A compassionate industry


The best way to recover from a mass shooting or any disaster is to move on and not continue to dwell on it. Unfortunately, the media has not followed suit with regard to the tragic movie theatre massacre in Aurora, Colorado. There has been so much written and so much speculation about the much-debated connection between media violence and real violence.

Much of the focus has been on the movie, when it should really have been centered on the 12 people killed and those who were wounded. The emphasis should have been on learning the warning signs and then being proactive with individuals who choose to inflict harm on others. The incident at the Century theatre could have happened anywhere, and blame should not be placed on the location or the movie, but on the assailant himself.

This editorial will focus on the motion picture industry and how it handled this terrible nightmare. Up until now, movie theatres have remained immune to the kind of mass killings that have occurred with shocking regularity in malls, schools, restaurants and other locations where large groups of people congregate.

The movie industry, although very competitive, is also the most generous and charitable business of all. This is an industry that comes together in hard times and always supports its members. Through the generosity of Will Rogers, the Motion Picture Pioneers and Variety, this business always takes care of its own. Just as the U.S. Marine motto is “Leave no man behind,” the motion picture industry is the first to give a helping hand to its own members when aid is needed.

Warner Bros, the studio releasing The Dark Knight Rises, moved quickly to do the following:

* Issue condolences to the families of the victims of this wanton and deplorable act;
* Delay reporting of the usual weekend box-office estimates out of respect for the victims, with other studios following suit;
* Cancel premieres in Paris, Mexico and Tokyo;
* Quickly pull a trailer for its upcoming film Gangster Squad, which contained a scene in which mobsters fire guns into a movie theatre audience from behind the screen

The exhibition community responded in kind by donating funds to the Community First Foundation, which targets resources in Colorado to help people in need during times of crisis. The National Association of Theatre Owners sent out a letter to its members recommending their donations to the Foundation.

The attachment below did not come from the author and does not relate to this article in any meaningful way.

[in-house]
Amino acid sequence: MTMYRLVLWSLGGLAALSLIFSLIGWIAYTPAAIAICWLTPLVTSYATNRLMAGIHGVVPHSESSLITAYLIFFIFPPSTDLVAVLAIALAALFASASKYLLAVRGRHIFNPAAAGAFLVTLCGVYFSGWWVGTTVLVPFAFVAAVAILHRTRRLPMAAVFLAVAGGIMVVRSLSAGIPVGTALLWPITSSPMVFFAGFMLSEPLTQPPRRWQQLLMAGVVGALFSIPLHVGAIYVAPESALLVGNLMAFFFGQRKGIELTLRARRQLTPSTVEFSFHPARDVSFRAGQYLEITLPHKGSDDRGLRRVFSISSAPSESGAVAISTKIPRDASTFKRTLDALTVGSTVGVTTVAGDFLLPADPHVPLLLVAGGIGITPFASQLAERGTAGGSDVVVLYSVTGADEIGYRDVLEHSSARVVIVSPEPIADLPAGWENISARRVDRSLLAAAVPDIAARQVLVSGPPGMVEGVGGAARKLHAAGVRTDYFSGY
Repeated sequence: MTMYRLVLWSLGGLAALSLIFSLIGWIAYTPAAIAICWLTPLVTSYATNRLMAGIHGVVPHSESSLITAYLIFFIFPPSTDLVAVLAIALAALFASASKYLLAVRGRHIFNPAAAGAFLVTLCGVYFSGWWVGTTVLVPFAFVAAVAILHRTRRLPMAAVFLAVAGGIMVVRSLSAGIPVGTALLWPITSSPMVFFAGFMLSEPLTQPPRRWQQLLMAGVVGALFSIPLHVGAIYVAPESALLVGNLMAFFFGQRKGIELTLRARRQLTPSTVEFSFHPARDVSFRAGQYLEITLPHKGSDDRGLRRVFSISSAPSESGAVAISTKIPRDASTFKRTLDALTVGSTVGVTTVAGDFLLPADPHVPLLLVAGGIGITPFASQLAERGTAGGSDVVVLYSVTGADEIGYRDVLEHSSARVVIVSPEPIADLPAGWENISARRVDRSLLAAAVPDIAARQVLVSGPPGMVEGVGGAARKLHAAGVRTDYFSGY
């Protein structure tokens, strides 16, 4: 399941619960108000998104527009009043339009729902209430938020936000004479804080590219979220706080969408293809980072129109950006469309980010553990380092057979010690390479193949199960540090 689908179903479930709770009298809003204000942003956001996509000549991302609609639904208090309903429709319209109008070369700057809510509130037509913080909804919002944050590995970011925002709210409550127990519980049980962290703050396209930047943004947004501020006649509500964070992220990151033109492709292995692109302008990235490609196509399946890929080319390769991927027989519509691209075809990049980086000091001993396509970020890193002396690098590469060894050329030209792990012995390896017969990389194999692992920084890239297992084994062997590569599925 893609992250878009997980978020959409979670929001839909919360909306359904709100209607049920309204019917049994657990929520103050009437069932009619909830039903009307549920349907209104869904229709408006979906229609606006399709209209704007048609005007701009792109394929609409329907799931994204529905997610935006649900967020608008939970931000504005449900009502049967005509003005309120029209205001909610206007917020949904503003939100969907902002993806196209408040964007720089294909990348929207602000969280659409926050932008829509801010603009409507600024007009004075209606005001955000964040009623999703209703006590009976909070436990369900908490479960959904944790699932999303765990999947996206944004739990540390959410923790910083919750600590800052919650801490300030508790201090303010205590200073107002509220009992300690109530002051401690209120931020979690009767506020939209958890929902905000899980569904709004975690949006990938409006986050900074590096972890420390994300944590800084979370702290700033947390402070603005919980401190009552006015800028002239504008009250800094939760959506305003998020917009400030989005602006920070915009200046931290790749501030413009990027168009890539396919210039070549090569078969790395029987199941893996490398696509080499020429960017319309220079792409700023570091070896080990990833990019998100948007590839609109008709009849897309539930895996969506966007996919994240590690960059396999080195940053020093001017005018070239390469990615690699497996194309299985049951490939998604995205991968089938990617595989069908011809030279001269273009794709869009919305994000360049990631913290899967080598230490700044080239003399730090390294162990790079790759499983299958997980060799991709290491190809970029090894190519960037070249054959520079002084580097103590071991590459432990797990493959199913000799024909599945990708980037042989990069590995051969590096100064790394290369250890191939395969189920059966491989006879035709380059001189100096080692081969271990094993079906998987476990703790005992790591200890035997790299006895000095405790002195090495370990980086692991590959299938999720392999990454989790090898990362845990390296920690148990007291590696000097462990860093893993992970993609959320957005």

And although it has not been made public, Cinemark, which owns and operates the Century theatre in Aurora, will close the cinema permanently and has donated huge sums of money to the families of the victims and those hospitalized with large medical bills.

Both AMC and Regal have cracked down on customers wearing costumes and other character attire, with AMC banning face-covering masks and fake weaponry and Regal asserting its right to inspect bags. Other measures have been hinted at and already adopted, including monitoring cameras, alarming exit doors, and rigging theatre lights to go on when an emergency door is opened. Training is the most cost-effective and most preventive way of spotting a potential problem.

We are living in a dangerous age when public venues must rigorously assess the safeguards they are taking to protect patrons from becoming targets for a depraved person with an assault rifle.

Despite all the precautions one might take, this incident was a fluke occurrence that one can never really be prepared for. We would truly hate to see a lone gunman’s depraved act of violence end up penalizing millions of moviegoers who seek a brief refuge in a movie theatre from the stresses of everyday life.

The motion picture business did what it does best—showed generosity and compassion to help those in need. Members of this industry can take extreme pride in knowing that all barriers among competing companies come down when a community needs help.

China’s New Inroads
Ke Kou Ke Le is the Chinese trademark for Coca-Cola. The literal translation is “Tasty Soft Drink” or “Tasty & Happy.” Can you picture going to a theatre concession stand and saying, “I’ll take a 44-ounce Ke Kou Ke Le”? Hopefully, New York Mayor Bloomberg won’t be there to write a summons for going over the 16-ounce limit in NYC for sugary drinks.

Every time you blink an eye, you read or hear about the Chinese. It seems with the current state of the economy, this is going to be a frequent occurrence. Here are just a few examples:

* The Chinese currently hold trillions in U.S. debt.
* They recently received regulatory approval for the purchase of American Multi-Cinema Entertainment.
* Disney announced that the third installment of its Iron Man franchise would be co-produced with Beijing-based DMG Entertainment. The studio is also building a theme park in Shanghai.
* DreamWorks Animation will team up with Chinese partners to co-produce the next installment in the Kung-Fu Panda franchise.
* Relativity Media teamed up with China’s Huaxia Film and Skyland Film–Television Development to produce and distribute films.
* Avatar filmmaker James Cameron announced a venture in China’s northern city Tianjin with local manufacturing companies Tianjin Hitech Holding Group and Tianjin North Film Group to develop equipment for China’s homegrown 3D film and broadcast industry.
* With the China Film Group as guardian, the Chinese film market recently shot past Japan’s to become the world’s second-largest in box-office receipts behind the U.S. China’s box office rose by one-third last year to $2 billion, while revenue in North America has decreased for two straight years.

So where does it stop? Is China going to own America soon? What are the goals of the Chinese in the entertainment field? Do they want to play or dominate? Only time will tell.